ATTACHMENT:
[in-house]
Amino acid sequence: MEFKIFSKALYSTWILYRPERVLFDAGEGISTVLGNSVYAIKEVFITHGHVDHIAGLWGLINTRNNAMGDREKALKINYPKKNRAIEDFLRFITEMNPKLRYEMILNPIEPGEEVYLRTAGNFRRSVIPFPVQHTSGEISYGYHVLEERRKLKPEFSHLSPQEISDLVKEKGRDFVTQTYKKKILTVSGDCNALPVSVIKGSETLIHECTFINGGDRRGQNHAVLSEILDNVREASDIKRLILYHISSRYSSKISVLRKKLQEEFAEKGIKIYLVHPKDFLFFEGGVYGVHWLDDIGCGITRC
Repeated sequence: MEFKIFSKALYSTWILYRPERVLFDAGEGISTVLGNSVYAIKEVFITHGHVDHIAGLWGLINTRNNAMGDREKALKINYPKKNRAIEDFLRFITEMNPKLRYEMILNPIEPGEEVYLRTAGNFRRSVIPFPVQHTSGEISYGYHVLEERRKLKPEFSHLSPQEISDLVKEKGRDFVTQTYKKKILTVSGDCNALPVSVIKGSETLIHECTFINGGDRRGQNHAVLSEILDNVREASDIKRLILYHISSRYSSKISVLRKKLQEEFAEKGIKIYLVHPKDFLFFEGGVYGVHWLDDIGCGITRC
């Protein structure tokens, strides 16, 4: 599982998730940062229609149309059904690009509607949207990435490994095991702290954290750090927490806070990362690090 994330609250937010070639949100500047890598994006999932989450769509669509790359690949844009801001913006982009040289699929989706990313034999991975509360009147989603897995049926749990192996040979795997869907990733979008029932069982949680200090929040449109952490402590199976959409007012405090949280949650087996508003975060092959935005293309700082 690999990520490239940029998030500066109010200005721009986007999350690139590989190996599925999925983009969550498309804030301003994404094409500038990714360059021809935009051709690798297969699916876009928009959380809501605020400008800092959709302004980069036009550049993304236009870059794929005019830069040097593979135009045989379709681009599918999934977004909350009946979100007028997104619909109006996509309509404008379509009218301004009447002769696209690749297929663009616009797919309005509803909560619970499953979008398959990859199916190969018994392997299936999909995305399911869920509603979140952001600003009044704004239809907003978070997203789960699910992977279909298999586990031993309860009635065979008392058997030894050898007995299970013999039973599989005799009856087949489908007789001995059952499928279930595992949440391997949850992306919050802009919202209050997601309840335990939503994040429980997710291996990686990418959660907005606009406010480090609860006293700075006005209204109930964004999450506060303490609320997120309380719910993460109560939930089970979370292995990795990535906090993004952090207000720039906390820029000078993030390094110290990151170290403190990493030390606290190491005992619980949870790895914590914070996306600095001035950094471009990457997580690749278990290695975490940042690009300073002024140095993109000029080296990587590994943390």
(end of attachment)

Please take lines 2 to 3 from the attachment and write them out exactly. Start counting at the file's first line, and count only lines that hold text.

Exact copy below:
Amino acid sequence: MEFKIFSKALYSTWILYRPERVLFDAGEGISTVLGNSVYAIKEVFITHGHVDHIAGLWGLINTRNNAMGDREKALKINYPKKNRAIEDFLRFITEMNPKLRYEMILNPIEPGEEVYLRTAGNFRRSVIPFPVQHTSGEISYGYHVLEERRKLKPEFSHLSPQEISDLVKEKGRDFVTQTYKKKILTVSGDCNALPVSVIKGSETLIHECTFINGGDRRGQNHAVLSEILDNVREASDIKRLILYHISSRYSSKISVLRKKLQEEFAEKGIKIYLVHPKDFLFFEGGVYGVHWLDDIGCGITRC
Repeated sequence: MEFKIFSKALYSTWILYRPERVLFDAGEGISTVLGNSVYAIKEVFITHGHVDHIAGLWGLINTRNNAMGDREKALKINYPKKNRAIEDFLRFITEMNPKLRYEMILNPIEPGEEVYLRTAGNFRRSVIPFPVQHTSGEISYGYHVLEERRKLKPEFSHLSPQEISDLVKEKGRDFVTQTYKKKILTVSGDCNALPVSVIKGSETLIHECTFINGGDRRGQNHAVLSEILDNVREASDIKRLILYHISSRYSSKISVLRKKLQEEFAEKGIKIYLVHPKDFLFFEGGVYGVHWLDDIGCGITRC